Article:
The services can relate to preservation and protection of the real property, and the preservation and protection of the real property relate to a conveyance of the real property to a receiving entity different from a managing entity that manages the preservation and protection. The approval relates to a reimbursement of costs associated with the services, and the reimbursement is provided by the receiving entity to the managing entity. The types of data items are selected from a predefined set of data item types identified on the form. The form includes, for each service, a data entry field for each type of data item in the predefined set of data item types, and the indication of the types of data items for each service includes an indication of the data entry fields to be completed by the user. The predefined set of data item types includes a quantity, a size, an explanation, and/or a cost. The predefined set of data items can be customized in accordance with requirements of an owner of the real property. In cases where the request is a request for an extension to a deadline, the predefined set of data item types can include a date and/or an explanation. The indication of the types of data items includes an indication that the user is to provide a specified number of bids for the service, although a submission of the form with less than the specified number of bids for the service is allowed. Subsequently, the user is allowed to retrieve the form and provide one or more additional bids.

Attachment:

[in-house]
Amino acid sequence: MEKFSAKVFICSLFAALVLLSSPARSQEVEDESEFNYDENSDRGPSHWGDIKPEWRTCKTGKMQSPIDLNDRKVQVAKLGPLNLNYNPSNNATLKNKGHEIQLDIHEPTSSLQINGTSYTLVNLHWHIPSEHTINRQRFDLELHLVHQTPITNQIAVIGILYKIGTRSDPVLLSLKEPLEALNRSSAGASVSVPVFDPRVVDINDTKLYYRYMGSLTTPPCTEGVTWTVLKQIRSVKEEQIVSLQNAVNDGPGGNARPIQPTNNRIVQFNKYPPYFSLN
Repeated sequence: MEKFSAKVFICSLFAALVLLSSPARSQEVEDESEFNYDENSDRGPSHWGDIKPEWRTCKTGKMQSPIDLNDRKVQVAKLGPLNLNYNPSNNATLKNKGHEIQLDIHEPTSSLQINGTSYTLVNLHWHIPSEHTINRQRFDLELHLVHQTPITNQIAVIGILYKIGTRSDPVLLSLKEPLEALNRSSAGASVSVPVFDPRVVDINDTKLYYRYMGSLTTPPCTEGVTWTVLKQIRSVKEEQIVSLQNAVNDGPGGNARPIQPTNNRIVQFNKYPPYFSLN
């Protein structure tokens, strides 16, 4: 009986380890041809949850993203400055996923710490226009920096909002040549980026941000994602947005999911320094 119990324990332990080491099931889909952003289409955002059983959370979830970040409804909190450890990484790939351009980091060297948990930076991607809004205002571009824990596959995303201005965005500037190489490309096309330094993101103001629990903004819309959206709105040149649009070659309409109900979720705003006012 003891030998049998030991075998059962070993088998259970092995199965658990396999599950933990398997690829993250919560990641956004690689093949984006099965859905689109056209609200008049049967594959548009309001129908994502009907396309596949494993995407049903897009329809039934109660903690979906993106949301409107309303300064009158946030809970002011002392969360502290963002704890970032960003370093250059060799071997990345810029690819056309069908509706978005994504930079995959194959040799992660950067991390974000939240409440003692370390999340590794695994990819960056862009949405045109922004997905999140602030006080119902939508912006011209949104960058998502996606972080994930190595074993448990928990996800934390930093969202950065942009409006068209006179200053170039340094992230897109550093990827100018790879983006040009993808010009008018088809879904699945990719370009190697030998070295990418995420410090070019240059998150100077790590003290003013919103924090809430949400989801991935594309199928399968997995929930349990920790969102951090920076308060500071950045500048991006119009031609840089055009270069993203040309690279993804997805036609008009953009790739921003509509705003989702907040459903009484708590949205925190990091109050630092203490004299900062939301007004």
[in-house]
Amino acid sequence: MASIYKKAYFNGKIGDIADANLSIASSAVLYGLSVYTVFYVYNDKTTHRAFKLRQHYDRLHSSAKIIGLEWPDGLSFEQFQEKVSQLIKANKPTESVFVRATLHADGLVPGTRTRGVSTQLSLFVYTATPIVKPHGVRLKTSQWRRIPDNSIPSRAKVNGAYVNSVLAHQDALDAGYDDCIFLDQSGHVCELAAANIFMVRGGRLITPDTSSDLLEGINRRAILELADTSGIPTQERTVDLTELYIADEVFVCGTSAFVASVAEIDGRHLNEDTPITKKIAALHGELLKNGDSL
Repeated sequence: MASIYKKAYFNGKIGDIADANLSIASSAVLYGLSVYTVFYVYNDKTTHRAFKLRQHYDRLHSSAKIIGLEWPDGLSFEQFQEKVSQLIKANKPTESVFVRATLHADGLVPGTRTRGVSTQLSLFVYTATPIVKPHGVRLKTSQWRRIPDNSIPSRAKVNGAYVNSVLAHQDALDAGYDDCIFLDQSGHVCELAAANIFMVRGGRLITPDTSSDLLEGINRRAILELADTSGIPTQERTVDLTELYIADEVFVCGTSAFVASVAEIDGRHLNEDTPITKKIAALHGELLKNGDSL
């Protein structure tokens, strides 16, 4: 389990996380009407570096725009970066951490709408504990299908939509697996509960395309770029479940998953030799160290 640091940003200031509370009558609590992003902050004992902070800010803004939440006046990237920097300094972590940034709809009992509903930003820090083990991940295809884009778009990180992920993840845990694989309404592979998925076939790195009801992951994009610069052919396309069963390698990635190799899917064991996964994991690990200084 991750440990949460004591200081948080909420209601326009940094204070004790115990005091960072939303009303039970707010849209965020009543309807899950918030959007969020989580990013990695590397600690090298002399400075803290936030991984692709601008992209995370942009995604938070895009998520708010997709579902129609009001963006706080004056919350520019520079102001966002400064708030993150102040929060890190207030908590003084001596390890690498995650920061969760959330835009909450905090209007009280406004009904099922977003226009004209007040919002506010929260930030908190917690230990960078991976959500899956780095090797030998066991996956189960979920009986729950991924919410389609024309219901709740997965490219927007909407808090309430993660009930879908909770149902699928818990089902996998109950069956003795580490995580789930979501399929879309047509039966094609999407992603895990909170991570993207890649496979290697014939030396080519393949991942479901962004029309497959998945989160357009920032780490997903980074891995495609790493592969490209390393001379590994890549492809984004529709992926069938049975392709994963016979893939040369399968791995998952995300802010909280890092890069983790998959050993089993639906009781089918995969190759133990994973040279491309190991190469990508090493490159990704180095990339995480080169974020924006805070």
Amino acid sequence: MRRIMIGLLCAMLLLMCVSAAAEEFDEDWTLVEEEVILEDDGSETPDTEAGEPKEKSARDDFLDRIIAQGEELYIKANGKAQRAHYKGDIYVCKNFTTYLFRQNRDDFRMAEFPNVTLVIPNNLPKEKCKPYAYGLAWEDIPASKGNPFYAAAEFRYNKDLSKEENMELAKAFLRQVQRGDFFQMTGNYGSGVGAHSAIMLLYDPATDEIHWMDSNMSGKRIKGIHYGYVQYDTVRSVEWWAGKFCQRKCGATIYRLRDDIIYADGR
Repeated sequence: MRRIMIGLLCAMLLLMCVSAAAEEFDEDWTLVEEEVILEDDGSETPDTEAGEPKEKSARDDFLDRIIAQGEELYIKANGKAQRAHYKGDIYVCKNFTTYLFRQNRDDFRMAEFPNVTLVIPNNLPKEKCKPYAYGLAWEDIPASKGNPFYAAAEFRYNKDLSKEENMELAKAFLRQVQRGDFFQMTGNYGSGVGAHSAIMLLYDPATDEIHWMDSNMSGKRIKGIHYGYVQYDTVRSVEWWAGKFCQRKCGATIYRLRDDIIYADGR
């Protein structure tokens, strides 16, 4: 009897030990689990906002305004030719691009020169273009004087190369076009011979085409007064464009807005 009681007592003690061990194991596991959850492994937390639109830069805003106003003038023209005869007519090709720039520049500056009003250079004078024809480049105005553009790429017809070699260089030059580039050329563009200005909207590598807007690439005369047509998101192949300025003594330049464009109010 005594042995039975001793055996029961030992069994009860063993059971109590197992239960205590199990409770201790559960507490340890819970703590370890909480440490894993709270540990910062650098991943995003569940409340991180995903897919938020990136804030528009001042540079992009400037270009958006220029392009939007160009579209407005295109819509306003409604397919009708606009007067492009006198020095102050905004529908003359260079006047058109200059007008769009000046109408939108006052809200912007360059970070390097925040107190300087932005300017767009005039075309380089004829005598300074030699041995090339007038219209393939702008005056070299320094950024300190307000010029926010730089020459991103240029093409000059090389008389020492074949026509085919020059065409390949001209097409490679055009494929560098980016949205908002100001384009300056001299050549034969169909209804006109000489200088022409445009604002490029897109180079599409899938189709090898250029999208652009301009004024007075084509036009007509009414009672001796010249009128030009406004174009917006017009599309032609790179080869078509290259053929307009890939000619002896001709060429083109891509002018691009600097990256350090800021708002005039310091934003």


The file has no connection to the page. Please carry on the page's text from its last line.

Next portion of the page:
After the data items are entered, the data items are received, and each request and the corresponding data items received from the user are compared to data that relates to approval guidelines. Based on the comparison, a determination of whether the request should be approved can be made automatically.
After the data items are entered, a submission of the form is received, and an approval of at least one, but fewer than all, of the plurality of requests is received. An indication of the approval and an indication of requests not approved are then presented to the first user. In response, the first user can modify the data items for the requests not approved and resubmit the form with the modified data items. The first user can resubmit the form using a user interface component for resubmitting the request. The data in the form can be used to automatically complete a form to be printed, and the form to be printed can be formatted according to a format specified by a governmental agency or by an owner of real estate assets.